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  • Writer's pictureAlan

How Easy is Data Migration?

Updated: May 20, 2019

Attending many trade shows over the years, a common question that is brought up, is “why is Solid Edge better than what I’m using?”. After a short discussion and a demo or two later, users will quite often see that Solid Edge has a lot of benefits over what they’re using. There are also a fair number of people who say that they are not happy with “this” or “that” in their current software or support. So why do users not switch?

One of the main reasons is that all their data is in a different format and it would take too long to re-draw it all. In light of this, I thought it would be interesting to look at what options the main CAD programs (Solid Edge, Inventor and Solidworks) has for dealing with importing from other systems. I will point out that I have only viewed videos and promotional material for Inventor and Solidworks, so may well be missing some key points.

Solid Edge

The tools available in Solid Edge for data migration are:

1. Inventor/Solidworks Data Migration

This option will only work if you have an existing copy of Inventor or Solidworks on your computer, which is needed to open and extract all the necessary information from the old files. You will need to specify a folder that contains the files to be migrated and the wizard will extract the links, assembly relationships, solidworks configurations and draft files (with their links). The whole set of data is then re-built in Solid Edge, with links, so that full assemblies are constrained and able to be manipulated. Draft files are also linked to their respective parts or assemblies and any edits that are made to a model are reflected in the draft. This video shows some of this in operation.

2. Import assembly/parts and use synchronous technology to edit

This option will only work on any imported part or assembly and can work equally well on files from Inventor, Solidworks, Parasolid or IGES. Assemblies will be created, with all parts in their correct position (as exported), but will be grounded in place. The assembly relationship assistant can then be used to automatically build relationships back in between parts. All parts created will be loaded into the synchronous mode (if that is your default option) and can be edited directly in the usual manner from either the part or assembly level. Draft files will not be imported or linked. It is possible though if you have a dwg/dxf version of the draft file to link the imported draft to the imported part (see video). Holes can also be recognised so that they can be modified (hole type changed, etc) and used for patterns, etc.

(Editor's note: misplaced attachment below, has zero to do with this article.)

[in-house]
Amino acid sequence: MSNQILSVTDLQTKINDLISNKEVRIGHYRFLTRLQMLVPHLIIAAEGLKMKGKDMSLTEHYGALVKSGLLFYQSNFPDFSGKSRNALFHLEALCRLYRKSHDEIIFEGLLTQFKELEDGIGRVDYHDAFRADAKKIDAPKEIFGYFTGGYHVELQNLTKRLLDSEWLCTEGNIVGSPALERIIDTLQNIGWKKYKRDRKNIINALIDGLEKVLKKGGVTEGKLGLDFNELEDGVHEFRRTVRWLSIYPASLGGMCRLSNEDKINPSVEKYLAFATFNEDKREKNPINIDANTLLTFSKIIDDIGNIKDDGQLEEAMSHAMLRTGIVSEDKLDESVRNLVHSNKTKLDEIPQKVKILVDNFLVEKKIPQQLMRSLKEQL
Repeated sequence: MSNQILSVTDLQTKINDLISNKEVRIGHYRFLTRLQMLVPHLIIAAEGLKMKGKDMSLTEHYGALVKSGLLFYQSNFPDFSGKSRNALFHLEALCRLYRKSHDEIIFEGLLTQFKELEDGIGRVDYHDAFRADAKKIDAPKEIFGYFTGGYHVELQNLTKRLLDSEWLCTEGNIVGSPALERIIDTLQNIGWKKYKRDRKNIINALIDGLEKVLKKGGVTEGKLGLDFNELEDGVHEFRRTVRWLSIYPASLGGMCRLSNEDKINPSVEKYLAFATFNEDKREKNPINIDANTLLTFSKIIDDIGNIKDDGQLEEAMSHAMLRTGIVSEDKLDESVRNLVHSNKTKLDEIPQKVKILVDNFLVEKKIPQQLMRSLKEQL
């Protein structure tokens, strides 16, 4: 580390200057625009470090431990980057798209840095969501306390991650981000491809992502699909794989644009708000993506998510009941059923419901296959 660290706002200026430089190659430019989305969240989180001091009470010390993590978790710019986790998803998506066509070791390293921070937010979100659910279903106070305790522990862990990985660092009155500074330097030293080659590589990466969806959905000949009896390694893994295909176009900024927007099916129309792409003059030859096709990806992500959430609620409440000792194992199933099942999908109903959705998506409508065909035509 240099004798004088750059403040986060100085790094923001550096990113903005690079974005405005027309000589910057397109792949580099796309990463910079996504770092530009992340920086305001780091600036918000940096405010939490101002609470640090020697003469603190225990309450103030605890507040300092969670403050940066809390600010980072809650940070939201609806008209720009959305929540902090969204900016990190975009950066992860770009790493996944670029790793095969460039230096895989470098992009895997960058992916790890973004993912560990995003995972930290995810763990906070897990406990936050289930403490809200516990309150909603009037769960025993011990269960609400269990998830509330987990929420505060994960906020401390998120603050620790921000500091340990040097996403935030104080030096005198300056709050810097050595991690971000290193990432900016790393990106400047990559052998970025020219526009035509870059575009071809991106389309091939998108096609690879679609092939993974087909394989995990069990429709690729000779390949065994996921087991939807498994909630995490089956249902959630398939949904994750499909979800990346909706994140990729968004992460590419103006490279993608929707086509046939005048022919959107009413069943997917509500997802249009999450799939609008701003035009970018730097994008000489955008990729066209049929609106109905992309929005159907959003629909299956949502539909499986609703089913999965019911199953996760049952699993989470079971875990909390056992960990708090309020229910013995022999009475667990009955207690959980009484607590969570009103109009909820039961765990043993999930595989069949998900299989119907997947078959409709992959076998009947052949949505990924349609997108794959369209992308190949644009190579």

3. Direct edit of ordered parts

Direct edit capabilities were introduced prior to Synchronous Technology and utilises the imported file, as an ordered feature (dumb solid). Edits can be made to individual faces or holes and become part of the feature tree.

4. Linked copies

The final option allows parts to be used as an insert part copy in an ordered model so that it remains linked. The model from the supplier is linked to a new document and edits can then be made to it using the direct edit command or adding removing features. If the original file is modified and re-supplied, replacing the original, all edits can filter through to the solid edge file, with the feature tree being re-built in the usual ordered manner.


The tools available in Solidworks for data migration are:

1. 3D interconnect

This option allows users to load models designed in other CAD programs into the assembly, just like normal files, but the files stay native to the program they were created in. If the file is updated, it can be refreshed without needing to rebuild the assembly relationships. See a video here.

2. Featureworks

This option offers the ability to automatically and/or manually recognise features of an imported part model. There appears to be no option to work from an assembly and so each file will need to be converted individually.

3. Direct edit

This option utilises the imported file and edits can be made to individual faces or holes and become part of the feature tree. See a video here.


The tools available in Inventor for data migration are:

1. AnyCAD

AnyCAD allows users to load models designed in other CAD programs as reference models, which allows the file to be updated if the original changes or to convert the file so that edits can be made. See a video here.

2. Direct edit

This option utilises the imported file and edits can be made to individual faces or holes and become part of the feature tree. See a video here.

In light of this, it seems that Solid Edge is the one CAD program that actually lends itself to users who want to switch from one CAD program to another. While the other two offer tools to work with imported/linked files, it is clear that they are not enough to make it easy for users to switch.

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I recently read an article called “What sets Solid Edge apart from Solidworks” that looks at why Siemens are the leading mid-range CAD provider. In the article, it looks at the use of Synchronous Tech


May 22, 2019

Apologies Alan, I was reacting to item two (which is correct), don't know how I missed that in item one.


May 21, 2019

I think I covered that in item one under Solid Edge. Good technology all around.


May 21, 2019

Great article as always Alan. Just one thing, Solid Edge does have functionality to import drawings from Solidworks if you have an active SW license.

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